The lateral eyes of the horseshoe crab, Limulus polyphemus, are the largest compound eyes within recent Arthropoda. The cornea of these eyes contains hundreds of inward projecting elongated cuticular cones and concentrate light onto proximal photoreceptor cells. Although this visual system has been extensively studied before, the precise mechanism allowing vision has remained controversial. Correlating high-resolution quantitative refractive index (RI) mapping and structural analysis, it is demonstrated how gradients of RI in the cornea stem from structural and compositional gradients in the cornea. In particular, these RI variations result from the chitin-protein fibers architecture, heterogeneity in protein composition, and bromine doping, as well as spatial variation in water content resulting from matrix cross-linking on the one hand and cuticle porosity on the other hand. Combining the realistic cornea structure and measured RI gradients with full-wave optical modeling and ray tracing, it is revealed that the light collection mechanism switches from refraction-based graded index (GRIN) optics at normal light incidence to combined GRIN and total internal reflection mechanism at high incident angles. The optical properties of the cornea are governed by different mechanisms at different hierarchical levels, demonstrating the remarkable versatility of arthropod cuticle.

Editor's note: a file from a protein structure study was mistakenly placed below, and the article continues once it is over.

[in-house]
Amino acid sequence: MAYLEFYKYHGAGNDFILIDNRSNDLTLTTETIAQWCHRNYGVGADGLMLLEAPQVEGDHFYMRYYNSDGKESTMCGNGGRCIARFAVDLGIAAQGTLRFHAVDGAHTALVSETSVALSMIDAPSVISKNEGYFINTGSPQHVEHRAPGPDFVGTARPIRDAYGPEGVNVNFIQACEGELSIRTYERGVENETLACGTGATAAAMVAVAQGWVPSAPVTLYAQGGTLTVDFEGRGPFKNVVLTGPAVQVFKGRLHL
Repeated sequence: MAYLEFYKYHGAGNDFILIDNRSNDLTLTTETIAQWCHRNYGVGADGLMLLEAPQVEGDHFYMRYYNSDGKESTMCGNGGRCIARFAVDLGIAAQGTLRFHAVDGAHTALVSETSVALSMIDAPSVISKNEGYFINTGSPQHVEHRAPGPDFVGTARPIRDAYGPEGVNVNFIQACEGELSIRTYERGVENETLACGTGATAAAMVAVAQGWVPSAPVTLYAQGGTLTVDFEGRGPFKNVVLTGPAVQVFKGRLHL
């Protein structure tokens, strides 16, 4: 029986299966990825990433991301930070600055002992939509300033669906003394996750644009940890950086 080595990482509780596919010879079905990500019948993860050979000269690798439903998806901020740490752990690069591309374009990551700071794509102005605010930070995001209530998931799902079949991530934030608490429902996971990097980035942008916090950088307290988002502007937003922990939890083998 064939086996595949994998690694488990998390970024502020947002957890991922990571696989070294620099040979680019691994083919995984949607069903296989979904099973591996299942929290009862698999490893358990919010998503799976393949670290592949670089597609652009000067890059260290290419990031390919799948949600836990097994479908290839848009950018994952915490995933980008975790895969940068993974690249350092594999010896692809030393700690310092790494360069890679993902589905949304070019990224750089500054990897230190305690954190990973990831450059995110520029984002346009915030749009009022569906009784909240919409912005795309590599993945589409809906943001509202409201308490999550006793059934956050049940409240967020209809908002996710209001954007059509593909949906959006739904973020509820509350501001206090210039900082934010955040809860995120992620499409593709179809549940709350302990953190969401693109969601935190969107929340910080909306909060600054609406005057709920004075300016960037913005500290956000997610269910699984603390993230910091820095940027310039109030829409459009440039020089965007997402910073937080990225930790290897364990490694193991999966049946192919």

|Veröffentlicht - Nov. 2022
Forschungsprofillinien der TU Dresden
ASJC Scopus Sachgebiete
- biomaterials, chitin-based materials, optical materials, optical modeling, protein composition, structure–function relationships, vision, Proteins/metabolism, Cornea, Horseshoe Crabs/chemistry, Photoreceptor Cells, Animals, Vision, Ocular